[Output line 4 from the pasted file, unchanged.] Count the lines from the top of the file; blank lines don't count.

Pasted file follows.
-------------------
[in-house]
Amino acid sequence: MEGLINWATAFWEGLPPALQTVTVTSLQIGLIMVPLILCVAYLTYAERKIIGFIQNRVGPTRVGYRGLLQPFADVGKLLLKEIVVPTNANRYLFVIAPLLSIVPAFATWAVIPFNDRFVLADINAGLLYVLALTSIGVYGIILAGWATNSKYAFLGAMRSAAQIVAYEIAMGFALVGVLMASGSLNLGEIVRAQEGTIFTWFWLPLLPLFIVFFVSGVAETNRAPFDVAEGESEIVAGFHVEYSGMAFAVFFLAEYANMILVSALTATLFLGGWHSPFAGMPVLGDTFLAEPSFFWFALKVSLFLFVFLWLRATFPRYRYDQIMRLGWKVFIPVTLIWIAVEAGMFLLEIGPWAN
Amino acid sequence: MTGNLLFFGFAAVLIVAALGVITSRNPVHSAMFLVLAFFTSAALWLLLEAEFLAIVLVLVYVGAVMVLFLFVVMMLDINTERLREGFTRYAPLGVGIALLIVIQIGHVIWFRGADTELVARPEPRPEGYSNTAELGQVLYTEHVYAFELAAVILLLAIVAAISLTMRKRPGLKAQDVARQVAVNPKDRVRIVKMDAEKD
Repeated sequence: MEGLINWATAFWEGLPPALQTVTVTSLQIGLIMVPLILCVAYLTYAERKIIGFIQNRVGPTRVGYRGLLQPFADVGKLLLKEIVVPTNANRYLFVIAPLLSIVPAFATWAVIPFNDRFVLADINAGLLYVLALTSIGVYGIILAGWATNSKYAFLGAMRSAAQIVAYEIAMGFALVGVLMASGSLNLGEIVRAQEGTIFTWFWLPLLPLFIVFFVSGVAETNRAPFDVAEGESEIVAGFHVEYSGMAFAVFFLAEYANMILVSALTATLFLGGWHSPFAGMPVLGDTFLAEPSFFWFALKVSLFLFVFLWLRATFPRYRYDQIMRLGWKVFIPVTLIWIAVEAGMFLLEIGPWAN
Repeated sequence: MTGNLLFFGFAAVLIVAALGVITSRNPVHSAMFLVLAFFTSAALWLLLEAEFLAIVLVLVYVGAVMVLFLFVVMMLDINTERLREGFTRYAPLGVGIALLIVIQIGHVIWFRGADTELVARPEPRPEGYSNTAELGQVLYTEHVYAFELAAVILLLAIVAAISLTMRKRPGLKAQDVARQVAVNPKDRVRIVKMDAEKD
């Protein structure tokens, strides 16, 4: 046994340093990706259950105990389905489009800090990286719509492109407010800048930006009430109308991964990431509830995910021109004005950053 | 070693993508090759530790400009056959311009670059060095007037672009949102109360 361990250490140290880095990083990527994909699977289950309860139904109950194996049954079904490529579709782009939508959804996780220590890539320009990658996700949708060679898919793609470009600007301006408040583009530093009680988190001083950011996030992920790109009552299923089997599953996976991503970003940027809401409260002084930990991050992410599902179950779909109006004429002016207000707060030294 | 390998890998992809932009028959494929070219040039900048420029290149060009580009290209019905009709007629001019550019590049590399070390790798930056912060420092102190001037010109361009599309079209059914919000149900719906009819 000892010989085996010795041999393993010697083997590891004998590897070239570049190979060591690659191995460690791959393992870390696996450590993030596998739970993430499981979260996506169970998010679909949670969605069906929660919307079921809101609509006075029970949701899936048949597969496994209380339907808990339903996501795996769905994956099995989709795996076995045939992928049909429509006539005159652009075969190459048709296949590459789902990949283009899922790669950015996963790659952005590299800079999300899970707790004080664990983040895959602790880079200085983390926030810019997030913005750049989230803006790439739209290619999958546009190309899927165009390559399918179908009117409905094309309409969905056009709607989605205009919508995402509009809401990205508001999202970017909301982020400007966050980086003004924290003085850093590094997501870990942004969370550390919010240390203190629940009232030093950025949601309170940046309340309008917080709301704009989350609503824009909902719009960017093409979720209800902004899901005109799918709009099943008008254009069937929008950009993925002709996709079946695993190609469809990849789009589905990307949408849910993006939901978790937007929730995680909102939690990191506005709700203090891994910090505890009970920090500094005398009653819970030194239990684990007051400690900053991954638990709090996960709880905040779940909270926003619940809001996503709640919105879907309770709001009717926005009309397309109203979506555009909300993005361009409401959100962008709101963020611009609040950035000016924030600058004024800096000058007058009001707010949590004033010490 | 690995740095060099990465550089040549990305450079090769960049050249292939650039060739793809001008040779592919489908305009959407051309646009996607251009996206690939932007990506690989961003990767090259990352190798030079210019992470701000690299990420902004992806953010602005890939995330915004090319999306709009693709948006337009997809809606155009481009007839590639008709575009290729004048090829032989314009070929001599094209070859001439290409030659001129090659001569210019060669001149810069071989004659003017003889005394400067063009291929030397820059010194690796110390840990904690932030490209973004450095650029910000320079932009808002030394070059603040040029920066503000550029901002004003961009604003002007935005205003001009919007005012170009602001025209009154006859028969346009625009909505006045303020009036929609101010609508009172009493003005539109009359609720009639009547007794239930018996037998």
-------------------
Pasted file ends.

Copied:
Repeated sequence: MEGLINWATAFWEGLPPALQTVTVTSLQIGLIMVPLILCVAYLTYAERKIIGFIQNRVGPTRVGYRGLLQPFADVGKLLLKEIVVPTNANRYLFVIAPLLSIVPAFATWAVIPFNDRFVLADINAGLLYVLALTSIGVYGIILAGWATNSKYAFLGAMRSAAQIVAYEIAMGFALVGVLMASGSLNLGEIVRAQEGTIFTWFWLPLLPLFIVFFVSGVAETNRAPFDVAEGESEIVAGFHVEYSGMAFAVFFLAEYANMILVSALTATLFLGGWHSPFAGMPVLGDTFLAEPSFFWFALKVSLFLFVFLWLRATFPRYRYDQIMRLGWKVFIPVTLIWIAVEAGMFLLEIGPWAN